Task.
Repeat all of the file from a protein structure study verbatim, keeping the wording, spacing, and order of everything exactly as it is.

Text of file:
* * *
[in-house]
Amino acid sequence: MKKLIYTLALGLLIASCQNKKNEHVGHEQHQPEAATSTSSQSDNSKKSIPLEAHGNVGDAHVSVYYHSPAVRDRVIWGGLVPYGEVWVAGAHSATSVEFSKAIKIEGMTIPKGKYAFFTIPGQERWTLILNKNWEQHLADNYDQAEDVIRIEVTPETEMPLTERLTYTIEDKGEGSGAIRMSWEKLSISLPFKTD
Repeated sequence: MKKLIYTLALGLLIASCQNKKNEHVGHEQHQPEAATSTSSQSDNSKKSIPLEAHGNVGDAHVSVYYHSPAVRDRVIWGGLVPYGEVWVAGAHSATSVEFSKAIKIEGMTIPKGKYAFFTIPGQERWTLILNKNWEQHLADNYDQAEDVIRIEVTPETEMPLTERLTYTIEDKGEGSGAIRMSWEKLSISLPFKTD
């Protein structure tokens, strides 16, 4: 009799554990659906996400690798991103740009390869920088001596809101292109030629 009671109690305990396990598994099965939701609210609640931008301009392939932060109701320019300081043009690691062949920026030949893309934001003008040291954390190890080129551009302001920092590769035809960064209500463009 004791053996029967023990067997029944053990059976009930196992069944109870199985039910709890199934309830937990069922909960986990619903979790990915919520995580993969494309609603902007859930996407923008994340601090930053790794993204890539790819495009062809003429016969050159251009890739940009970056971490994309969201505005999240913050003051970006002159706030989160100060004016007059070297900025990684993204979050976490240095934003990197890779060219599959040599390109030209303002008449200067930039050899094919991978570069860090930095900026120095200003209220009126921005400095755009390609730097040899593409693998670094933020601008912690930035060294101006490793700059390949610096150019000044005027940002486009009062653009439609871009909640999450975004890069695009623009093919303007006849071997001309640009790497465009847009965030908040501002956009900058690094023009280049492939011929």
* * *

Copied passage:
[in-house]
Amino acid sequence: MKKLIYTLALGLLIASCQNKKNEHVGHEQHQPEAATSTSSQSDNSKKSIPLEAHGNVGDAHVSVYYHSPAVRDRVIWGGLVPYGEVWVAGAHSATSVEFSKAIKIEGMTIPKGKYAFFTIPGQERWTLILNKNWEQHLADNYDQAEDVIRIEVTPETEMPLTERLTYTIEDKGEGSGAIRMSWEKLSISLPFKTD
Repeated sequence: MKKLIYTLALGLLIASCQNKKNEHVGHEQHQPEAATSTSSQSDNSKKSIPLEAHGNVGDAHVSVYYHSPAVRDRVIWGGLVPYGEVWVAGAHSATSVEFSKAIKIEGMTIPKGKYAFFTIPGQERWTLILNKNWEQHLADNYDQAEDVIRIEVTPETEMPLTERLTYTIEDKGEGSGAIRMSWEKLSISLPFKTD
């Protein structure tokens, strides 16, 4: 009799554990659906996400690798991103740009390869920088001596809101292109030629 009671109690305990396990598994099965939701609210609640931008301009392939932060109701320019300081043009690691062949920026030949893309934001003008040291954390190890080129551009302001920092590769035809960064209500463009 004791053996029967023990067997029944053990059976009930196992069944109870199985039910709890199934309830937990069922909960986990619903979790990915919520995580993969494309609603902007859930996407923008994340601090930053790794993204890539790819495009062809003429016969050159251009890739940009970056971490994309969201505005999240913050003051970006002159706030989160100060004016007059070297900025990684993204979050976490240095934003990197890779060219599959040599390109030209303002008449200067930039050899094919991978570069860090930095900026120095200003209220009126921005400095755009390609730097040899593409693998670094933020601008912690930035060294101006490793700059390949610096150019000044005027940002486009009062653009439609871009909640999450975004890069695009623009093919303007006849071997001309640009790497465009847009965030908040501002956009900058690094023009280049492939011929």